Tuesday, April 28, 2015

CILDC : Game-based Learning

M.J. D'Elia
MJ D'Elia - University of Guelph

  • He is not a gamer
  • He has read a few books on this topic
  • He doesn't like the word "gamification"
He is not arguing for games and learning
He is not going to make best practice recommendations
His ideas are highly speculative

Had taught and tried to be engaging.  He decided to learn more about engaged learning and read:
  • Reality is Broken
  • Play at Work
What is alternate reality gaming (ARG)? Immersive game, networked narrative, chaotic fiction....

An example....The Beast - the viral marketing campaign for the movie A.I.   This was a deliberate attempt to build a new type of immersive experience.  Solving the mystery required collective intelligence.  Game designers remained unknown while the game was active.  Information presented in a variety of formats.

Four terms:
  • The rabbit hole - the initial clue or artifact that players stumble upon.
  • Puppet master - the people who design and run the ARG. They stay hidden.
  • The curtain - players do not interact with the puppet masters directly.  They interact with the fictional characters.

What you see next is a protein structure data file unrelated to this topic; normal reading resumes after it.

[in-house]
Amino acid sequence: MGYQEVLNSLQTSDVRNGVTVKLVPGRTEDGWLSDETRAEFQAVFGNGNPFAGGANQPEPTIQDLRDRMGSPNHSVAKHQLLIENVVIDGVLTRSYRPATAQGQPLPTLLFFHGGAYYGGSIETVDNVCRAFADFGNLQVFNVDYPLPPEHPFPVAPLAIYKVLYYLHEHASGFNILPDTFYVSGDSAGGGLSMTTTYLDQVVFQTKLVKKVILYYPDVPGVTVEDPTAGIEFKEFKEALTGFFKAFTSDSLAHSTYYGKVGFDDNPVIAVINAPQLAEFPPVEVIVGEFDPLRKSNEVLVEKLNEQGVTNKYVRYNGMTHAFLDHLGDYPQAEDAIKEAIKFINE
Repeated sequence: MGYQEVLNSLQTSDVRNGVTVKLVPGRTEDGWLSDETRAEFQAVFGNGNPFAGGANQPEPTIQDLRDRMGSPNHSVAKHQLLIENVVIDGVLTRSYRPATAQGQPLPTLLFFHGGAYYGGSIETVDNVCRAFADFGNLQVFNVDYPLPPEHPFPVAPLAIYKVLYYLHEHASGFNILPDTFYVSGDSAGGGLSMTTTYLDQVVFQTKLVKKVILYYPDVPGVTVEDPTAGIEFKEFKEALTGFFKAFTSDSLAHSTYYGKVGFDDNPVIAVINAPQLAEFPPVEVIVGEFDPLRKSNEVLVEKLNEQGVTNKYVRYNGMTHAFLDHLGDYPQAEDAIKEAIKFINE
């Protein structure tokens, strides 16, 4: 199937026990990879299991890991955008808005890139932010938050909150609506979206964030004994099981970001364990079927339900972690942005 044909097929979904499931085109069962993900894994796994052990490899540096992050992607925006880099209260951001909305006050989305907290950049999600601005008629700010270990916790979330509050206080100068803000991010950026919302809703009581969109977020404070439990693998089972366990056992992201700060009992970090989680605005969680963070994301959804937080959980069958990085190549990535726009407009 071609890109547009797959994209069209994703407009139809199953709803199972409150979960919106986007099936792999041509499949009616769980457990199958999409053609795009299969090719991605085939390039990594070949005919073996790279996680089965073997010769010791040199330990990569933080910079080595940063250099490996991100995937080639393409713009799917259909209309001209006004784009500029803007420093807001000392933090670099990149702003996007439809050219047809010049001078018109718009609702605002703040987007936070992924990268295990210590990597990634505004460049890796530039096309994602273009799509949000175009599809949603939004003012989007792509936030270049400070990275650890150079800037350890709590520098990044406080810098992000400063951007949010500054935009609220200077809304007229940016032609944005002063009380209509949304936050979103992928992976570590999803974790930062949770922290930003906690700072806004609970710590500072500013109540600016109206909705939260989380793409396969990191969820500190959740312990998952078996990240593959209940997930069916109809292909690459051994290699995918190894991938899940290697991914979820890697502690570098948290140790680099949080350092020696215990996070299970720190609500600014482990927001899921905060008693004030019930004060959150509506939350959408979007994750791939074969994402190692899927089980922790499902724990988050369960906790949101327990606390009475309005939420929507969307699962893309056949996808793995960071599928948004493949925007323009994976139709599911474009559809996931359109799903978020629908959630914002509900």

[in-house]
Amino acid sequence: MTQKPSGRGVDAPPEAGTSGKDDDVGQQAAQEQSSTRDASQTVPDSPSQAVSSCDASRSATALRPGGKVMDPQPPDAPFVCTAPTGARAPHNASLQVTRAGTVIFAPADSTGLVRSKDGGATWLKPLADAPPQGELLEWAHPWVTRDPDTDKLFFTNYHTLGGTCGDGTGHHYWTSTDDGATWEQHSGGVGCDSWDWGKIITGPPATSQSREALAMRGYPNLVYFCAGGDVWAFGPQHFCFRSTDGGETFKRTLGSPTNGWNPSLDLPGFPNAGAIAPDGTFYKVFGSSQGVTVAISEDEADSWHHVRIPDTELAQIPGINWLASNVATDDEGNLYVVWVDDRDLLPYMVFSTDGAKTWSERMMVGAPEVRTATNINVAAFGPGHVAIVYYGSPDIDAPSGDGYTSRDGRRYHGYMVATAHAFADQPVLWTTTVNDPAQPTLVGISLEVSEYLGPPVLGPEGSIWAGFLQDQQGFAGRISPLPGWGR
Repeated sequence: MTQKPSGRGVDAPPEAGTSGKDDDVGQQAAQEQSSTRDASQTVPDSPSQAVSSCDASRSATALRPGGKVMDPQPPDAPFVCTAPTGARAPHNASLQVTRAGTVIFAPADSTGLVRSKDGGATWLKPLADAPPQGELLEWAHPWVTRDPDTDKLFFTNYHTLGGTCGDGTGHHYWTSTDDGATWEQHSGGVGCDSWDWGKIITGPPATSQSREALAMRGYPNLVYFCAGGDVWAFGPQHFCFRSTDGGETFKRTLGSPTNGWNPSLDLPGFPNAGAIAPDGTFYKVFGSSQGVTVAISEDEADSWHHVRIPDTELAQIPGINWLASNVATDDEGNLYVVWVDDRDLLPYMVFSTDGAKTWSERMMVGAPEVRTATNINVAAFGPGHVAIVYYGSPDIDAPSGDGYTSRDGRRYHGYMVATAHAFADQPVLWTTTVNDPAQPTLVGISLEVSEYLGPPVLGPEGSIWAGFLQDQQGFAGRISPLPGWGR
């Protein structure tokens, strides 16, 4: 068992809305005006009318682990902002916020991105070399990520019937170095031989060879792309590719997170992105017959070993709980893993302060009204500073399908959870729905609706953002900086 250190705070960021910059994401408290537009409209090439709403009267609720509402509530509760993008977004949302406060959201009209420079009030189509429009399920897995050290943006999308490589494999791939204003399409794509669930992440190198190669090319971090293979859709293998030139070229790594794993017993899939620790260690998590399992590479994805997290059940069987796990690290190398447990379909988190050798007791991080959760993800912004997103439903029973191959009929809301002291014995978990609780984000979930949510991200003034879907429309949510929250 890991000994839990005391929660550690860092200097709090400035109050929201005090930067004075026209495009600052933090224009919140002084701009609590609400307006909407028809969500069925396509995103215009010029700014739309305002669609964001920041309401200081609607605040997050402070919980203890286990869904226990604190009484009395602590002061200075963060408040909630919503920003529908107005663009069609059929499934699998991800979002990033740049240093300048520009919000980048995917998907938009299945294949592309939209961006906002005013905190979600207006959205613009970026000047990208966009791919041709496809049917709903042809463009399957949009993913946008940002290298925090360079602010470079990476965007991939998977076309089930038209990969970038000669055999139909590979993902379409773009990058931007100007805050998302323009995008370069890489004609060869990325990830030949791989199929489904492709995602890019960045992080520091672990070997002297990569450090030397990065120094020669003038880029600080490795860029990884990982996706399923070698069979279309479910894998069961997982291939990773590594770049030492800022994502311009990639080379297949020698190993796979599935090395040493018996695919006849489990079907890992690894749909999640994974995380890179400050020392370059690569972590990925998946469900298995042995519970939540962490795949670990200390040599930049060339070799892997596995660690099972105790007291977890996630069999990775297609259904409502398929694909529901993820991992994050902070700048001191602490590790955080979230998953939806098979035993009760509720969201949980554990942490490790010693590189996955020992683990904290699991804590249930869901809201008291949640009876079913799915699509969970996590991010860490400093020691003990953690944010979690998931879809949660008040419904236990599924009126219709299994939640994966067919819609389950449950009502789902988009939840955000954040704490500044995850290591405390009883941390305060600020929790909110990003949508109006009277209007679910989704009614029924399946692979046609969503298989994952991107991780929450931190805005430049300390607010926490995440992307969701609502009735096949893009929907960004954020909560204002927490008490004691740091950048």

• This is not a game - refusal to admit that there is a game at all.
This ARG was a marketing technique, but it didn't produce more customers.  This fatal flaw is an opportunity for learning.

  • ARG is non-linear.  In a course, the content is linear.
  • In an ARG the narrative is essential for engagement.  In learning, it is typically about facts (disciplinary learning).
  • In an ARG there are no boundaries.  In elearning, it occurs in a constrained system.
  • ARGs require collective effort.  In elearning, individual effort is required. 
  • An ARG has ine big goal.  In elearning, there are many litle goals.
  • In an ARG, Information gets pushed to players at any time.  In our contained elearning systems, students pull information at themselves.  They must fit learning into their schedules.
  • ARGs are a dynamic experience in real time.  In elearning, the strategy is predetermined and static.  
  • In ARGs, the focus is on real world exchanges.  Fictional elements are incorporated in the real world.  In elearning, learning experiences are planned and controlled (laboratory like).
Spongelab created the "History of Biology" which is ARG-like.  

An ARG makes it the learner's journey.

The hero's journal:
  • The ordinary world
  • Call to adventure
  • Refusal of the call
  • Meeting with the mentor
  • Crossing the threshold
  • Tests, trials, etc.
Jill's commentary: Three of the sessions today (thus far) have gone well together and might cause me/us to do things a bit differently in terms of training.

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